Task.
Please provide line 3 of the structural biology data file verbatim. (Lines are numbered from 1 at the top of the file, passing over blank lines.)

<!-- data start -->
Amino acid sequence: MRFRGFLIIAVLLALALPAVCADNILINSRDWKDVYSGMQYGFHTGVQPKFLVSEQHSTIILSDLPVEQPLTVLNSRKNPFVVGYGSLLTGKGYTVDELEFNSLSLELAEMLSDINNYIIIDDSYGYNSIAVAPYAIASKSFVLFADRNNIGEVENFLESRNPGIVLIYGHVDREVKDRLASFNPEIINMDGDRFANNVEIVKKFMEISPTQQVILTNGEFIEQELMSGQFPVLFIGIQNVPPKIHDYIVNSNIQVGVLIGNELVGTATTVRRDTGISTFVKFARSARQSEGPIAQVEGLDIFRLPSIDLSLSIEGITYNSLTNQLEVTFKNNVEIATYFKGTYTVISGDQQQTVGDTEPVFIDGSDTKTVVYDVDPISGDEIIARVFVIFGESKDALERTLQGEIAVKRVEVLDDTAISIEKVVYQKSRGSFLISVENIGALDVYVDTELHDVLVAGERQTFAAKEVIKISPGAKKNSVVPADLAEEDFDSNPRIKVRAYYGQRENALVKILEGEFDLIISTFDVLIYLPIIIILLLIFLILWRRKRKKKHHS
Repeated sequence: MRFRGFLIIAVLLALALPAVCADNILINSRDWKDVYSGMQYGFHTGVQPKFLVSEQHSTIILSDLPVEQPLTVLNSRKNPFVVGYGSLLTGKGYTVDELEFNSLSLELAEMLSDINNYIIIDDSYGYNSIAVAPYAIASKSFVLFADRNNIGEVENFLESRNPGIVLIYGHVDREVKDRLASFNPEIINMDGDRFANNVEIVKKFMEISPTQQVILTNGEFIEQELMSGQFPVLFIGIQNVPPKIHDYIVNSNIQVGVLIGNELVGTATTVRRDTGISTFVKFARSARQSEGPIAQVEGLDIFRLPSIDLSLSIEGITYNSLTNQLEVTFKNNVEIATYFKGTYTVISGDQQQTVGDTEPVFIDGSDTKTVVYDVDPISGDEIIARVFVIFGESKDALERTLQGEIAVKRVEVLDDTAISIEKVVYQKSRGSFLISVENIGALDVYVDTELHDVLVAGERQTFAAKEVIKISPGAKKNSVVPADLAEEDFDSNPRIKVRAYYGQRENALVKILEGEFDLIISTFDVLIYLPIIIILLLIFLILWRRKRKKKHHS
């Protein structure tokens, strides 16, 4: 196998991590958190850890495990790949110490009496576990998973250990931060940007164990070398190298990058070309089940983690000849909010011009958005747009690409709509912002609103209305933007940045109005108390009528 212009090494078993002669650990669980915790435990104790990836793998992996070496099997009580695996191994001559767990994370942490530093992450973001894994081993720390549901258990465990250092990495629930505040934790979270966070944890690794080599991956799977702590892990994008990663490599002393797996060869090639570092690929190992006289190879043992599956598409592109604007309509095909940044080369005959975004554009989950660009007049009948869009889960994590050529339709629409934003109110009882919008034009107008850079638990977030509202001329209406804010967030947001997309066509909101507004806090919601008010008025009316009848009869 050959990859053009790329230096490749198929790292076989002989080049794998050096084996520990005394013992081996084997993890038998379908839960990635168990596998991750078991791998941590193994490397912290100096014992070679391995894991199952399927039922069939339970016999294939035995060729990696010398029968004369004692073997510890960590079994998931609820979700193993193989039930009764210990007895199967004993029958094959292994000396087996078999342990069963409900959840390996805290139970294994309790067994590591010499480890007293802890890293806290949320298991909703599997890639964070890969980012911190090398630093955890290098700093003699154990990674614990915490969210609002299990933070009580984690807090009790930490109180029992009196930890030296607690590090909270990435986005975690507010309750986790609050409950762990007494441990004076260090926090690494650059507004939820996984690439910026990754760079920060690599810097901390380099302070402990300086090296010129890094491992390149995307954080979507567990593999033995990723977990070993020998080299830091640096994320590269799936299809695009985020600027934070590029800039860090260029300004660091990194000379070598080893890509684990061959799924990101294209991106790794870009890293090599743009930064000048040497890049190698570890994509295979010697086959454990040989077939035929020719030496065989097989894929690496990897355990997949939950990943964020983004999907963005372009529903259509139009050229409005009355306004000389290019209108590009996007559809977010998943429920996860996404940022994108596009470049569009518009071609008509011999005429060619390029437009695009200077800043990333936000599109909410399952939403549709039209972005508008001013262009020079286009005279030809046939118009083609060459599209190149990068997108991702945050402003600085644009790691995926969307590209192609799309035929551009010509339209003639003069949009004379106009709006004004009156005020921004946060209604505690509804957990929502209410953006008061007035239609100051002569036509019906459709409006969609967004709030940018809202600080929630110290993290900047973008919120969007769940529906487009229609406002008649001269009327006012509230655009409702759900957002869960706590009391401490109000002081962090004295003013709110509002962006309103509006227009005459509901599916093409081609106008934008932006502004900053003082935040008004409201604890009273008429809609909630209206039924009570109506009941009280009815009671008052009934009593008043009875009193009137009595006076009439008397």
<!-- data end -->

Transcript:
């Protein structure tokens, strides 16, 4: 196998991590958190850890495990790949110490009496576990998973250990931060940007164990070398190298990058070309089940983690000849909010011009958005747009690409709509912002609103209305933007940045109005108390009528 212009090494078993002669650990669980915790435990104790990836793998992996070496099997009580695996191994001559767990994370942490530093992450973001894994081993720390549901258990465990250092990495629930505040934790979270966070944890690794080599991956799977702590892990994008990663490599002393797996060869090639570092690929190992006289190879043992599956598409592109604007309509095909940044080369005959975004554009989950660009007049009948869009889960994590050529339709629409934003109110009882919008034009107008850079638990977030509202001329209406804010967030947001997309066509909101507004806090919601008010008025009316009848009869 050959990859053009790329230096490749198929790292076989002989080049794998050096084996520990005394013992081996084997993890038998379908839960990635168990596998991750078991791998941590193994490397912290100096014992070679391995894991199952399927039922069939339970016999294939035995060729990696010398029968004369004692073997510890960590079994998931609820979700193993193989039930009764210990007895199967004993029958094959292994000396087996078999342990069963409900959840390996805290139970294994309790067994590591010499480890007293802890890293806290949320298991909703599997890639964070890969980012911190090398630093955890290098700093003699154990990674614990915490969210609002299990933070009580984690807090009790930490109180029992009196930890030296607690590090909270990435986005975690507010309750986790609050409950762990007494441990004076260090926090690494650059507004939820996984690439910026990754760079920060690599810097901390380099302070402990300086090296010129890094491992390149995307954080979507567990593999033995990723977990070993020998080299830091640096994320590269799936299809695009985020600027934070590029800039860090260029300004660091990194000379070598080893890509684990061959799924990101294209991106790794870009890293090599743009930064000048040497890049190698570890994509295979010697086959454990040989077939035929020719030496065989097989894929690496990897355990997949939950990943964020983004999907963005372009529903259509139009050229409005009355306004000389290019209108590009996007559809977010998943429920996860996404940022994108596009470049569009518009071609008509011999005429060619390029437009695009200077800043990333936000599109909410399952939403549709039209972005508008001013262009020079286009005279030809046939118009083609060459599209190149990068997108991702945050402003600085644009790691995926969307590209192609799309035929551009010509339209003639003069949009004379106009709006004004009156005020921004946060209604505690509804957990929502209410953006008061007035239609100051002569036509019906459709409006969609967004709030940018809202600080929630110290993290900047973008919120969007769940529906487009229609406002008649001269009327006012509230655009409702759900957002869960706590009391401490109000002081962090004295003013709110509002962006309103509006227009005459509901599916093409081609106008934008932006502004900053003082935040008004409201604890009273008429809609909630209206039924009570109506009941009280009815009671008052009934009593008043009875009193009137009595006076009439008397």